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The New Simplicity in Brand Logo Design

Michael Dula

A design style shift has been steadily occurring for some time now, and that is, a more minimal and reductive approach to corporate brand logo designs. I applaud this design style returning to brand identity — it proves that design is forever cyclical.

Going back to 1919, it was the Staatliches Bauhaus, or simply “Bauhaus” that firmly established modern industrial design. The Bauhaus “stripped away the decoration and left clean lines of function.” The Bauhaus was a thoughtful design school whose philosophy cleared the way for the modern design era.
Bauhaus

Yet a minimal, reductive design style is like walking a visual tightrope. If the final design product is off, there can be dire visual consequences, like: (a) The brand logo can appear too generic looking (think the new Microsoft logo), (b) The brand logo can appear too similar to another brand logo (think all those logos that look like DeLoitte), (c) The brand logo can just look bad (if the form of the design is off it glares with esthetic illiteracy).

Microsoft

Then there are logos like the ones associated with Starbucks, whose design origins are very illustrative and complex, and have become more reductive over time — yet their current brand logo remains complex.

As a design student, I once had an assignment that I think back to all the time. The assignment was to glue a black 1/4-inch flat round circle onto a piece of white 8 1/2 x 11 paper. It was mind-numbing how challenging this assignment was because it seemed like there were endless placement options. The result needed to look and feel right (esthetic/emotional), but it also needed to resolve into a final design composition that could be rationalized (story telling) via a single, articulated idea. Not a bad way to think about what goes into creating great logo design — maybe try this assignment on your own time.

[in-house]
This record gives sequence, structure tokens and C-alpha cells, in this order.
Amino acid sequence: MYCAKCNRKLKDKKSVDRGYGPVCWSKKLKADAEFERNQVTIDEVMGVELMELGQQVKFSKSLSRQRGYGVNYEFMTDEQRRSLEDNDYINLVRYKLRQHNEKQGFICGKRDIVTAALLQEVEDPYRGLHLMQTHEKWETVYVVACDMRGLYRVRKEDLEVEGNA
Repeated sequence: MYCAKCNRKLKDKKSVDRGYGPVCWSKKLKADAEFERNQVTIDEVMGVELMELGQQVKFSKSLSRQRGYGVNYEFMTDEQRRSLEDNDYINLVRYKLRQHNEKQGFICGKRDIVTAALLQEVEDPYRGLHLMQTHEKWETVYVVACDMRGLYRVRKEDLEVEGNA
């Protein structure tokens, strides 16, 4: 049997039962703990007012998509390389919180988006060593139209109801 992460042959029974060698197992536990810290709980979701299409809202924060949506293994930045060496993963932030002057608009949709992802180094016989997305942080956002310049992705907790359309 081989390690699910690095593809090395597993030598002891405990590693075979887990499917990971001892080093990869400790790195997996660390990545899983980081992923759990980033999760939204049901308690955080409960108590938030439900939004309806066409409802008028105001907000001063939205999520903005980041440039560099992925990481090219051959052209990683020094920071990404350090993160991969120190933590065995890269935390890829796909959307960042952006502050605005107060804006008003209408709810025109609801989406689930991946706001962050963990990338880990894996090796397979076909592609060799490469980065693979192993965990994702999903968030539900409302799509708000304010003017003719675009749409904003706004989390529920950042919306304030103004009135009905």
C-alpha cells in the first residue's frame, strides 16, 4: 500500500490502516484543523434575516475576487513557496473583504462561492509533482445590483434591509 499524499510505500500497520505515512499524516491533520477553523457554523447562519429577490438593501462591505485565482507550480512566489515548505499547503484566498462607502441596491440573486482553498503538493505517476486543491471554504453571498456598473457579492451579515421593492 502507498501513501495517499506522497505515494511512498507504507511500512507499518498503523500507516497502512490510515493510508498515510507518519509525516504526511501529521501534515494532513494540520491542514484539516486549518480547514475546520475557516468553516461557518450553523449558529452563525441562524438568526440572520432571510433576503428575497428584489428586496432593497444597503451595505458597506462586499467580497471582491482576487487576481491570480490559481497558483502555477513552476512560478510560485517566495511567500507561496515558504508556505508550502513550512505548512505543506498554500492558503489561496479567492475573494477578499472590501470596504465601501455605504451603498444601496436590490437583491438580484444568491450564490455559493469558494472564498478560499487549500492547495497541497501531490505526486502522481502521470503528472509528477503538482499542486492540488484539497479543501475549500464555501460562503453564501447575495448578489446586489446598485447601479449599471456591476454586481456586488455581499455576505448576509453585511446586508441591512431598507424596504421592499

I’ll reflect here on some of the beliefs of the iconic grand master designer of corporate identity, Paul Rand.
“Without aesthetic, design is either the humdrum repetition of familiar clichés or a wild scramble for novelty.”
“Form without relevant content, or content without meaningful form.”

So, do I think that simplicity and restraint are the best style for logo design? Not necessarily.

What makes for great corporate brand logo designs? Here are a few thoughts:

  • Great logos can be beautifully complex as well as breathtakingly minimal
  • Great logos are based on a definitive idea that tells a good story
  • Great design happens when good designers listen to their clients and good clients champion good design

Believe in great design. It’s great for business.

What do you believe are some of the greatest brand logo designs? 

 

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